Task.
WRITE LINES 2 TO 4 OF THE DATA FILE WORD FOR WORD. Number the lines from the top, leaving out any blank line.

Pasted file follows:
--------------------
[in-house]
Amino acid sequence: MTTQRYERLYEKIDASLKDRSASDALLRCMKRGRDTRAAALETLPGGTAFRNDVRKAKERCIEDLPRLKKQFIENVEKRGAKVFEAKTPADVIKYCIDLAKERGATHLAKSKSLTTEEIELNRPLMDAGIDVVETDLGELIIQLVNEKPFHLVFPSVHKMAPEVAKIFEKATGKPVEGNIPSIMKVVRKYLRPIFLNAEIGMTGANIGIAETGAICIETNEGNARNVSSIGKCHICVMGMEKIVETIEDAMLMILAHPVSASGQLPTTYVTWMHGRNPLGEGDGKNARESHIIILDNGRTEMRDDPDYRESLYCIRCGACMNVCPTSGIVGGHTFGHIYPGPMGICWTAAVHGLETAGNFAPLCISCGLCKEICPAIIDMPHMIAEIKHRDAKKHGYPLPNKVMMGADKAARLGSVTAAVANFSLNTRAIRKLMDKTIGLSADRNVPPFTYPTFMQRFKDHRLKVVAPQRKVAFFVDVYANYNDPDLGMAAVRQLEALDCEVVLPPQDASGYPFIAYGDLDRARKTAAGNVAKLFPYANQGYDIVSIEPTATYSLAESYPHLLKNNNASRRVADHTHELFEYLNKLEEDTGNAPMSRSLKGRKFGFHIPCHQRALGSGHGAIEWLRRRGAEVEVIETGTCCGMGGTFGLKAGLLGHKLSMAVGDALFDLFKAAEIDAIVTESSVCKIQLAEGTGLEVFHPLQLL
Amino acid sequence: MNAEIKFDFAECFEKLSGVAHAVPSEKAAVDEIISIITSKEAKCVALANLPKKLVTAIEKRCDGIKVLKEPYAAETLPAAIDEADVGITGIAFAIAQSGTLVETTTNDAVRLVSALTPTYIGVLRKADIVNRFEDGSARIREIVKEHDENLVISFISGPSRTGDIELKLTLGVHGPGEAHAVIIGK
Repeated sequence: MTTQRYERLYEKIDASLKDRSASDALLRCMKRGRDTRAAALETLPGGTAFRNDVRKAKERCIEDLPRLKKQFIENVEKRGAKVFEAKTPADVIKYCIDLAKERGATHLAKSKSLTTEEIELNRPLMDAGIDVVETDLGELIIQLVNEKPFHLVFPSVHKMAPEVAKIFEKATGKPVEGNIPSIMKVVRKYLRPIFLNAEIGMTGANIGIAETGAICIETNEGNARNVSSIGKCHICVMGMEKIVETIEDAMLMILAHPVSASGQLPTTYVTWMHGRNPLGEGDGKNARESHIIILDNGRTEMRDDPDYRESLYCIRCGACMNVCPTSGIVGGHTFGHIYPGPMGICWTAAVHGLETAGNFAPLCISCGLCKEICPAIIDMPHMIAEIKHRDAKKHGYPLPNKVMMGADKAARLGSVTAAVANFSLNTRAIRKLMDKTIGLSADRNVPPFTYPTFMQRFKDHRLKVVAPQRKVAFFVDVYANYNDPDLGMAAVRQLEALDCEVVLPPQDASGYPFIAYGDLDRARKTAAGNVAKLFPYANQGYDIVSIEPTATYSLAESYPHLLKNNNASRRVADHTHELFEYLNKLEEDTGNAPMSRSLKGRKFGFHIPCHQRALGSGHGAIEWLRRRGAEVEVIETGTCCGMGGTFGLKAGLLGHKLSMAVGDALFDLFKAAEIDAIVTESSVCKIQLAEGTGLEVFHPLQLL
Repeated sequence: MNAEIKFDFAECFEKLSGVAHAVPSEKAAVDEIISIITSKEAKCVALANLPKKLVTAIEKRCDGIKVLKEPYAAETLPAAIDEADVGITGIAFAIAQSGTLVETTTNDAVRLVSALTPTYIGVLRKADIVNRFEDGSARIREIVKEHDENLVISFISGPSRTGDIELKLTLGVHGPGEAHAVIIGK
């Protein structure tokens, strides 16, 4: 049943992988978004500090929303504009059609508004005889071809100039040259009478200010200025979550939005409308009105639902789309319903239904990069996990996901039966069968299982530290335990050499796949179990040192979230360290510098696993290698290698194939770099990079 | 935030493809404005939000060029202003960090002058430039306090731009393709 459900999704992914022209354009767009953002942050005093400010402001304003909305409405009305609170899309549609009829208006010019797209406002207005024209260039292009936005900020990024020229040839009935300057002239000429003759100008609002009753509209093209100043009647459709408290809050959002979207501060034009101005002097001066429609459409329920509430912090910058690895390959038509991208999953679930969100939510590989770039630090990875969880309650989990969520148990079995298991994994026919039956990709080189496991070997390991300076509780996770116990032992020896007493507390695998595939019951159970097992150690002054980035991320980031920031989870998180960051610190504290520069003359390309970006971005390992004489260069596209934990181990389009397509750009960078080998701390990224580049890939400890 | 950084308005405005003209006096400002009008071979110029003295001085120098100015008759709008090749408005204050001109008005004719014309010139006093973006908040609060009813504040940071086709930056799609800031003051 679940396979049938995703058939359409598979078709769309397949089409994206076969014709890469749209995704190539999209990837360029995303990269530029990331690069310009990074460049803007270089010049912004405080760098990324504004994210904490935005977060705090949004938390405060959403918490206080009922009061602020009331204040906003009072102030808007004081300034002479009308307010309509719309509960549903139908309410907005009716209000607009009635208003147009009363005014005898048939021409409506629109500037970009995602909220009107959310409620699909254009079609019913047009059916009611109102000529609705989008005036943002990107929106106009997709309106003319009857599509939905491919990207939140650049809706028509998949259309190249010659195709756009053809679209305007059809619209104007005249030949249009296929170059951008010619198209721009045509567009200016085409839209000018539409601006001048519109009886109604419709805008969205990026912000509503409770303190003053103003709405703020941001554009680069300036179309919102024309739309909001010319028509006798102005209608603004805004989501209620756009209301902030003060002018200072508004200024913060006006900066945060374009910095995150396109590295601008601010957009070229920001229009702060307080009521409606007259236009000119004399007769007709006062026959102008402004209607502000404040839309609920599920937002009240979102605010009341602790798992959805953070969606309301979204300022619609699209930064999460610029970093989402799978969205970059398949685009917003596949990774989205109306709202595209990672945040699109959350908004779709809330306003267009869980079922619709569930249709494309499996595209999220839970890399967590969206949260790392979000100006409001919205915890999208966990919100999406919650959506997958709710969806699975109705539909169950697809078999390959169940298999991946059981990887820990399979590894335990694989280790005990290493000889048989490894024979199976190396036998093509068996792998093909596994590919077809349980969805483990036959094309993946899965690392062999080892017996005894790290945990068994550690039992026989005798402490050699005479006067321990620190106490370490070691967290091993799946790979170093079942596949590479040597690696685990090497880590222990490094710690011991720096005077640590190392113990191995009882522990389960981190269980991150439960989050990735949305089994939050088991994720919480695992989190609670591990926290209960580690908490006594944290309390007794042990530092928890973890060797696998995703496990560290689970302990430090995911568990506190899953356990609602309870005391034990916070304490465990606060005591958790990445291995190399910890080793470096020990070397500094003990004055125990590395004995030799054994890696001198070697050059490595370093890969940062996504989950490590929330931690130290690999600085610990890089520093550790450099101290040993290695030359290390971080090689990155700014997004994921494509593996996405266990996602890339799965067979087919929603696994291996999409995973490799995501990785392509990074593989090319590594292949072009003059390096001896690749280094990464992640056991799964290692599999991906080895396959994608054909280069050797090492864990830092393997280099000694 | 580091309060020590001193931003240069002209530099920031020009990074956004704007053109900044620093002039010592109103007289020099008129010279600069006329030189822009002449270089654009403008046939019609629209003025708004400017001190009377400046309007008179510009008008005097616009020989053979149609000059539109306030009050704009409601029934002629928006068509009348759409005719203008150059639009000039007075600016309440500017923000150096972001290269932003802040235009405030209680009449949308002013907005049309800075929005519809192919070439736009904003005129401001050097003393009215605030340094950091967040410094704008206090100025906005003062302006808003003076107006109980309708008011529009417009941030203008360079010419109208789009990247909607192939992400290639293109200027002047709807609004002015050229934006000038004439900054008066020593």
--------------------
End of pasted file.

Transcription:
Amino acid sequence: MTTQRYERLYEKIDASLKDRSASDALLRCMKRGRDTRAAALETLPGGTAFRNDVRKAKERCIEDLPRLKKQFIENVEKRGAKVFEAKTPADVIKYCIDLAKERGATHLAKSKSLTTEEIELNRPLMDAGIDVVETDLGELIIQLVNEKPFHLVFPSVHKMAPEVAKIFEKATGKPVEGNIPSIMKVVRKYLRPIFLNAEIGMTGANIGIAETGAICIETNEGNARNVSSIGKCHICVMGMEKIVETIEDAMLMILAHPVSASGQLPTTYVTWMHGRNPLGEGDGKNARESHIIILDNGRTEMRDDPDYRESLYCIRCGACMNVCPTSGIVGGHTFGHIYPGPMGICWTAAVHGLETAGNFAPLCISCGLCKEICPAIIDMPHMIAEIKHRDAKKHGYPLPNKVMMGADKAARLGSVTAAVANFSLNTRAIRKLMDKTIGLSADRNVPPFTYPTFMQRFKDHRLKVVAPQRKVAFFVDVYANYNDPDLGMAAVRQLEALDCEVVLPPQDASGYPFIAYGDLDRARKTAAGNVAKLFPYANQGYDIVSIEPTATYSLAESYPHLLKNNNASRRVADHTHELFEYLNKLEEDTGNAPMSRSLKGRKFGFHIPCHQRALGSGHGAIEWLRRRGAEVEVIETGTCCGMGGTFGLKAGLLGHKLSMAVGDALFDLFKAAEIDAIVTESSVCKIQLAEGTGLEVFHPLQLL
Amino acid sequence: MNAEIKFDFAECFEKLSGVAHAVPSEKAAVDEIISIITSKEAKCVALANLPKKLVTAIEKRCDGIKVLKEPYAAETLPAAIDEADVGITGIAFAIAQSGTLVETTTNDAVRLVSALTPTYIGVLRKADIVNRFEDGSARIREIVKEHDENLVISFISGPSRTGDIELKLTLGVHGPGEAHAVIIGK
Repeated sequence: MTTQRYERLYEKIDASLKDRSASDALLRCMKRGRDTRAAALETLPGGTAFRNDVRKAKERCIEDLPRLKKQFIENVEKRGAKVFEAKTPADVIKYCIDLAKERGATHLAKSKSLTTEEIELNRPLMDAGIDVVETDLGELIIQLVNEKPFHLVFPSVHKMAPEVAKIFEKATGKPVEGNIPSIMKVVRKYLRPIFLNAEIGMTGANIGIAETGAICIETNEGNARNVSSIGKCHICVMGMEKIVETIEDAMLMILAHPVSASGQLPTTYVTWMHGRNPLGEGDGKNARESHIIILDNGRTEMRDDPDYRESLYCIRCGACMNVCPTSGIVGGHTFGHIYPGPMGICWTAAVHGLETAGNFAPLCISCGLCKEICPAIIDMPHMIAEIKHRDAKKHGYPLPNKVMMGADKAARLGSVTAAVANFSLNTRAIRKLMDKTIGLSADRNVPPFTYPTFMQRFKDHRLKVVAPQRKVAFFVDVYANYNDPDLGMAAVRQLEALDCEVVLPPQDASGYPFIAYGDLDRARKTAAGNVAKLFPYANQGYDIVSIEPTATYSLAESYPHLLKNNNASRRVADHTHELFEYLNKLEEDTGNAPMSRSLKGRKFGFHIPCHQRALGSGHGAIEWLRRRGAEVEVIETGTCCGMGGTFGLKAGLLGHKLSMAVGDALFDLFKAAEIDAIVTESSVCKIQLAEGTGLEVFHPLQLL